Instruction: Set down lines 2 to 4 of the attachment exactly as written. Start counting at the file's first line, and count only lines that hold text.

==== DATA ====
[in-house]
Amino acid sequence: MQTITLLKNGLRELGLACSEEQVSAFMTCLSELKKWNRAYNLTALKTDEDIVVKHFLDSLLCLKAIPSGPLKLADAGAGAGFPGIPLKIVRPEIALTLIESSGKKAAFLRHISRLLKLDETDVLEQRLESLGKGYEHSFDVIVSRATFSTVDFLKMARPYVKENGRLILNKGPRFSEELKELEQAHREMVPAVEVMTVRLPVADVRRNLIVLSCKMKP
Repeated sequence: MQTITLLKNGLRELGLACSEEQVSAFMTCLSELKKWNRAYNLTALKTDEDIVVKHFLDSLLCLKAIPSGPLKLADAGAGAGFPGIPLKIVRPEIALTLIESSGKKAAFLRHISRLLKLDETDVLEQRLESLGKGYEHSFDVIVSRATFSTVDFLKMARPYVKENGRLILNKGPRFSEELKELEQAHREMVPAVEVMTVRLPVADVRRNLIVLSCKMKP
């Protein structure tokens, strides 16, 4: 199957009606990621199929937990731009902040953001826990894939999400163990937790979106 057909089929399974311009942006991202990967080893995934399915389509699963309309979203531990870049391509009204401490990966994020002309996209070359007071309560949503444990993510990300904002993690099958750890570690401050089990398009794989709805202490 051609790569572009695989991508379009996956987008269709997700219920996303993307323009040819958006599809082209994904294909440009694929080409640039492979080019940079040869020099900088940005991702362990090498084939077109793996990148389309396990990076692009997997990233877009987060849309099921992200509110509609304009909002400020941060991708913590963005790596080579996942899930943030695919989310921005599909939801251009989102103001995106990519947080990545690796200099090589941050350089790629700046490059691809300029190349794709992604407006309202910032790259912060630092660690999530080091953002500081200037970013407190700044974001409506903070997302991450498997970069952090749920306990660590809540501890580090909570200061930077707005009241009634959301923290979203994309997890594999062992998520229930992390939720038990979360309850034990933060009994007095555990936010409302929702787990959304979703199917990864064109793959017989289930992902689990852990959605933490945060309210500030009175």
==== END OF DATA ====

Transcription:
Amino acid sequence: MQTITLLKNGLRELGLACSEEQVSAFMTCLSELKKWNRAYNLTALKTDEDIVVKHFLDSLLCLKAIPSGPLKLADAGAGAGFPGIPLKIVRPEIALTLIESSGKKAAFLRHISRLLKLDETDVLEQRLESLGKGYEHSFDVIVSRATFSTVDFLKMARPYVKENGRLILNKGPRFSEELKELEQAHREMVPAVEVMTVRLPVADVRRNLIVLSCKMKP
Repeated sequence: MQTITLLKNGLRELGLACSEEQVSAFMTCLSELKKWNRAYNLTALKTDEDIVVKHFLDSLLCLKAIPSGPLKLADAGAGAGFPGIPLKIVRPEIALTLIESSGKKAAFLRHISRLLKLDETDVLEQRLESLGKGYEHSFDVIVSRATFSTVDFLKMARPYVKENGRLILNKGPRFSEELKELEQAHREMVPAVEVMTVRLPVADVRRNLIVLSCKMKP
């Protein structure tokens, strides 16, 4: 199957009606990621199929937990731009902040953001826990894939999400163990937790979106 057909089929399974311009942006991202990967080893995934399915389509699963309309979203531990870049391509009204401490990966994020002309996209070359007071309560949503444990993510990300904002993690099958750890570690401050089990398009794989709805202490 051609790569572009695989991508379009996956987008269709997700219920996303993307323009040819958006599809082209994904294909440009694929080409640039492979080019940079040869020099900088940005991702362990090498084939077109793996990148389309396990990076692009997997990233877009987060849309099921992200509110509609304009909002400020941060991708913590963005790596080579996942899930943030695919989310921005599909939801251009989102103001995106990519947080990545690796200099090589941050350089790629700046490059691809300029190349794709992604407006309202910032790259912060630092660690999530080091953002500081200037970013407190700044974001409506903070997302991450498997970069952090749920306990660590809540501890580090909570200061930077707005009241009634959301923290979203994309997890594999062992998520229930992390939720038990979360309850034990933060009994007095555990936010409302929702787990959304979703199917990864064109793959017989289930992902689990852990959605933490945060309210500030009175």